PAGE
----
Stephen Venables about Mount Everest: “The preserve of a very slickly operated tourist industry”

In the East Face of Mount Everest

It was half as long ago as the first ascent of Mount Everest, which this year marks its 70th anniversary. Exactly 35 years ago today, on 12 May 1988, Stephen Venables became the first Briton to reach the highest point on earth at 8,849 meters without bottled oxygen.

Beforehand, he had succeeded together with the Canadian Paul Teare and the two U.S. Americans Robert Anderson and Ed Webster in making the second ascent of the 3,000-meter-high, heavily glaciated and thus avalanche-prone Everest East Face. All four climbed without breathing masks. In 1983, the U.S. climbers Carlos Buhler, Kim Momb and Louis Reichard had mastered the Kangshung Face for the first time – with bottled oxygen.

“At absolute limit”

Extreme avalanche danger

Venables, Teare, Anderson and Webster opened a new extremely challenging route, via a pillar they christened the “Neverest Buttress.” The route ended on the Nepalese normal route at the South Col. Teare subsequently refrained from attempting the summit because he showed symptoms of high-altitude cerebral edema. Webster turned back just before, Anderson at the 8,690-meter high South Summit. Only Venables reached the summit.

On the descent, his strength also left him, and he hallucinated. “I was at my absolute physiological limit,” Stephen said later in an interview. “All that day was a crossing barriers.” He survived a bivouac night in the open below the South Summit. But the odyssey didn’t end there. It took three and a half days for the trio to descend the Kangshung Face, in waist-deep snow, whiteout, without food. “Our ascent of the Kangshung was, for the four of us, the adventure of a lifetime,” Ed Webster summed up subsequently – Ed died last November,

No expedition has attempted the Kangshung Face for a long time. Why? That’s what I asked Stephen Venables on the occasion of the 35th anniversary of his summit success. The now 69-year-old Briton, a pioneer of Everest climbing, answered.

Stephen, the Kangshung flank of Mount Everest has been deserted for many years. Aside from the bureaucratic problems with the Sino-Tibetan authorities, why do you think no one tries the east side of Mount Everest anymore?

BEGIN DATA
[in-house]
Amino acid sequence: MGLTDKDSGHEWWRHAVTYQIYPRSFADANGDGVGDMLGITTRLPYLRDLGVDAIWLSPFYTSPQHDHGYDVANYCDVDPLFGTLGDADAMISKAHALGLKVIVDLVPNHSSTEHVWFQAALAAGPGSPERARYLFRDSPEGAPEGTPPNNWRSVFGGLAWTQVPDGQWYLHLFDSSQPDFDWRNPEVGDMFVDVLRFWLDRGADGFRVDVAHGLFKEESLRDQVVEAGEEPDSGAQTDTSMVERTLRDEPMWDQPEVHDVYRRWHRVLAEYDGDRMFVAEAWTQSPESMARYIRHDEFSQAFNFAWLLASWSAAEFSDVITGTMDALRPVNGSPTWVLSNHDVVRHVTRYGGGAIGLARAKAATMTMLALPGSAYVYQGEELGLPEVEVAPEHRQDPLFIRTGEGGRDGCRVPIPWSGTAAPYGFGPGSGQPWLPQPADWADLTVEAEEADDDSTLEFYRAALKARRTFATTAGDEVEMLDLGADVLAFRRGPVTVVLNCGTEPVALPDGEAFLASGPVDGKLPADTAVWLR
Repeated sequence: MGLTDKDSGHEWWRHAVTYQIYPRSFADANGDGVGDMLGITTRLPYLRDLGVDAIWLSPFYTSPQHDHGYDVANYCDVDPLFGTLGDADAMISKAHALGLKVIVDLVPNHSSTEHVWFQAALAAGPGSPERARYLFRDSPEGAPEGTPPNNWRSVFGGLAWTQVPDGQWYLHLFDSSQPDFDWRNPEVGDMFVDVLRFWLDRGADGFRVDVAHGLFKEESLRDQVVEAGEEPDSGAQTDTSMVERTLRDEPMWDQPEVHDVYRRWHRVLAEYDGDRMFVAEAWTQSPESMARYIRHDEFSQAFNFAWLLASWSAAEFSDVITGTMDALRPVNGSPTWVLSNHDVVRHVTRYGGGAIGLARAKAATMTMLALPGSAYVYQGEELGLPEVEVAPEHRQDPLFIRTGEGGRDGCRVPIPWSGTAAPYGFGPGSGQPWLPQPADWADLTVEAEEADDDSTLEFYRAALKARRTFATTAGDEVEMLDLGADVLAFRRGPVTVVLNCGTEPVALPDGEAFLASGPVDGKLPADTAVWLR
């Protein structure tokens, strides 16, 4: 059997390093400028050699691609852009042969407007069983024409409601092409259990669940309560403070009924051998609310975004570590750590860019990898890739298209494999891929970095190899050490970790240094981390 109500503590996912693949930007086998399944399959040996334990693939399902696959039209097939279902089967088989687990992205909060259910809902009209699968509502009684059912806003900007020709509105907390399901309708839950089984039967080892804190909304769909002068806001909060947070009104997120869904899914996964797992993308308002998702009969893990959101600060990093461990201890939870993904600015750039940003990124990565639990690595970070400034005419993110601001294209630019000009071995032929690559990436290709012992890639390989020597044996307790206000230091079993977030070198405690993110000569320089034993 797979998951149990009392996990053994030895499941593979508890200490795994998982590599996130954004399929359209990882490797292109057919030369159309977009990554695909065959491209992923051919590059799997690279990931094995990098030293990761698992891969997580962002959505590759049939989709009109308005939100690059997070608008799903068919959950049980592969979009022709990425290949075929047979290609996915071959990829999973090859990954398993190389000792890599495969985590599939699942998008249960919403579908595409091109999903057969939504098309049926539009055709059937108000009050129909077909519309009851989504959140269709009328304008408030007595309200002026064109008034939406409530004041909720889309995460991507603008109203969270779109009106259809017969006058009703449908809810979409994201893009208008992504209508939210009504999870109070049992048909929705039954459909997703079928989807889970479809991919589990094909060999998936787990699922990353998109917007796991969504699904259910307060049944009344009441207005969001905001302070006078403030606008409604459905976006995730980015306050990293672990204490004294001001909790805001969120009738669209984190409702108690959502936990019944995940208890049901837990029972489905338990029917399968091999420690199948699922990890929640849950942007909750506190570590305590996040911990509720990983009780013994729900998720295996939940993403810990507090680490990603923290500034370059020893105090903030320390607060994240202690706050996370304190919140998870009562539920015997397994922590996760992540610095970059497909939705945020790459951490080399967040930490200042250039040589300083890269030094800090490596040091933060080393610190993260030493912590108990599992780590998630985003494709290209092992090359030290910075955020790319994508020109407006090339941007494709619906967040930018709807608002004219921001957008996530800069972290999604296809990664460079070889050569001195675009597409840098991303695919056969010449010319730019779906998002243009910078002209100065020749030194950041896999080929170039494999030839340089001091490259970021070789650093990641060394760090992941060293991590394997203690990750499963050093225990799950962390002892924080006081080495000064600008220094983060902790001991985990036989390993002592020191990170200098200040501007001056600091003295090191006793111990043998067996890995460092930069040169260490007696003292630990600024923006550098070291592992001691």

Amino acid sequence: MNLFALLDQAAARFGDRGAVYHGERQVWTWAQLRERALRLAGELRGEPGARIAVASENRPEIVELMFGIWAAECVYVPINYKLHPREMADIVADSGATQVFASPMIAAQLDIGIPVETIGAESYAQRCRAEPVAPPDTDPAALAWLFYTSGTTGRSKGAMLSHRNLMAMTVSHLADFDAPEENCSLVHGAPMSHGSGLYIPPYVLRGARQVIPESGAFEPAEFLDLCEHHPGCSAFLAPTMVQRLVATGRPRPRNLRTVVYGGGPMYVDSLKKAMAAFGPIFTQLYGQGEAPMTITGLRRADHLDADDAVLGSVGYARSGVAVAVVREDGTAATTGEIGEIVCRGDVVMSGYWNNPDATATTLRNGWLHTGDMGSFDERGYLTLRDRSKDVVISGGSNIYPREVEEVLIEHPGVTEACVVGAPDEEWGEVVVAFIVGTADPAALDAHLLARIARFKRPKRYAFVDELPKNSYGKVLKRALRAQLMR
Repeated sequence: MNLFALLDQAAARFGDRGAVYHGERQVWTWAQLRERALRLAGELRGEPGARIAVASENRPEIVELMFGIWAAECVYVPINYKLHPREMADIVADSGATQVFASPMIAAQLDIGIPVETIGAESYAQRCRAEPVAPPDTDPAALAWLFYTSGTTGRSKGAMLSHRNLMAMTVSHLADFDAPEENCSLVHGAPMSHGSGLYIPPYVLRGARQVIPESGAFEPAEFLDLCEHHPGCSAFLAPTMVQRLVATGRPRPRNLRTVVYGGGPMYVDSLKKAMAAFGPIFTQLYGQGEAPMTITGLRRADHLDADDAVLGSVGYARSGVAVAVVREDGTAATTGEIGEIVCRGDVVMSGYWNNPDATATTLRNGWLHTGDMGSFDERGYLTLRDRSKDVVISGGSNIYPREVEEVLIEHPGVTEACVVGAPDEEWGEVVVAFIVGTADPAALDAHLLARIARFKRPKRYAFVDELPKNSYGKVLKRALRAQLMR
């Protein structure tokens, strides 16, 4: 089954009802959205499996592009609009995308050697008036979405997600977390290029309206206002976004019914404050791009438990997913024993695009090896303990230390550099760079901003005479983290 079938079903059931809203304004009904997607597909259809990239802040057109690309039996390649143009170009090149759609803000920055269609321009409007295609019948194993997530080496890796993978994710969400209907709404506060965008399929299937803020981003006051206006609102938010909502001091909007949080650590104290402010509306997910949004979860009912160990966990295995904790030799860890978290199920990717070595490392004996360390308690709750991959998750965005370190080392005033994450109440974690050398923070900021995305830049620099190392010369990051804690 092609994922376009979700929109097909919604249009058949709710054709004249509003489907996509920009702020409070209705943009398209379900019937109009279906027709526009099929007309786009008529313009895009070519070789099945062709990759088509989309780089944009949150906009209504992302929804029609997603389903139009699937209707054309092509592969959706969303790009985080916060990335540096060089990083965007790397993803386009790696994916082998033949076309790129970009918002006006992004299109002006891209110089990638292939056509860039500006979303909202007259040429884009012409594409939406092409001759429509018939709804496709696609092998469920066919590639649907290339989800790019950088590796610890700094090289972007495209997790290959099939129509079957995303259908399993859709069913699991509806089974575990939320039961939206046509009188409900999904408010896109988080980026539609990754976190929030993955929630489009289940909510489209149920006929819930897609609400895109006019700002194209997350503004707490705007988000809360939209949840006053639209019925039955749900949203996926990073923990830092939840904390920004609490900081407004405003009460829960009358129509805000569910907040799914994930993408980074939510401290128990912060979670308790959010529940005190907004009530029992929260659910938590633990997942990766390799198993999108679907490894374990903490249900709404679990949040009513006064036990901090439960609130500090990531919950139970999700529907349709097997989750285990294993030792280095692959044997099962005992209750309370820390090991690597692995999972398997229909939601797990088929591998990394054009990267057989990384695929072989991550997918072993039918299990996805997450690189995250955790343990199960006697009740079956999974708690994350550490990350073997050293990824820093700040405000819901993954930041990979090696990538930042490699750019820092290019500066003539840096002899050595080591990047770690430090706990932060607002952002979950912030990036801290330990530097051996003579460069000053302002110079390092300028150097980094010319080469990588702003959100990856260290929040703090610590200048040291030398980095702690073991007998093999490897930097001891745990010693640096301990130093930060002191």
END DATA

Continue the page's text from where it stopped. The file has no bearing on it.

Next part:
Stephen Venables
Stephen Venables

This amazes me. Or actually it does not amaze me, because Everest seems to have become the preserve of a very slickly operated tourist industry which bears little relation to normal mountaineering. Real dedicated mountaineers seem to have been driven away. However, ambitious climbers could find peace and quiet on the east side, so why don’t they go there? Perhaps they think it’s too dangerous?  (And they would have a point!) Perhaps it is lack of money? These days it seems to be very hard to raise sponsorship for genuine exploratory mountaineering, as opposed to personality stunts.

Would your summit success even be possible today without bottled oxygen – if you had to join the queue of summit aspirants turning onto the normal route from the Kangshung Face?

Interesting. I have often pondered this. Any route up the East Face is going to finish on either the North-East Ridge or the South-East Ridge and, unless you choose to summit in bad weather – or off season – you are going to find yourself in a traffic jam.  And, as we all know, long delays are not good for people suffering from hypoxia. Perhaps if your timing was perfect you could get onto the summit ridge late in the evening and climb through the night? But then you would hit the queues on the way down.

It seems that the only way to guarantee a clear passage to the summit these days is to climb a direct route up the North Face (e.g. “White Limbo”  [route by Australians Timothy Macartney-Snape and Gregory Mortimer from 1984, without breathing mask] or Hornbein Couloir) or the West Ridge Direct.  Now that would be something!  The West Ridge Direct, alpine style, with no gas!  (Tim Macartney-Snape tried it in 1990 but then opted for the safer South Col route – which in those days was still quite peaceful).

P.S. Macartney-Snape, by the way, was the first to start an Everest expedition at sea level in 1990: The Australian hiked from the Bay of Bengal to the highest mountain on earth and climbed it – as in 1984 without a breathing mask.

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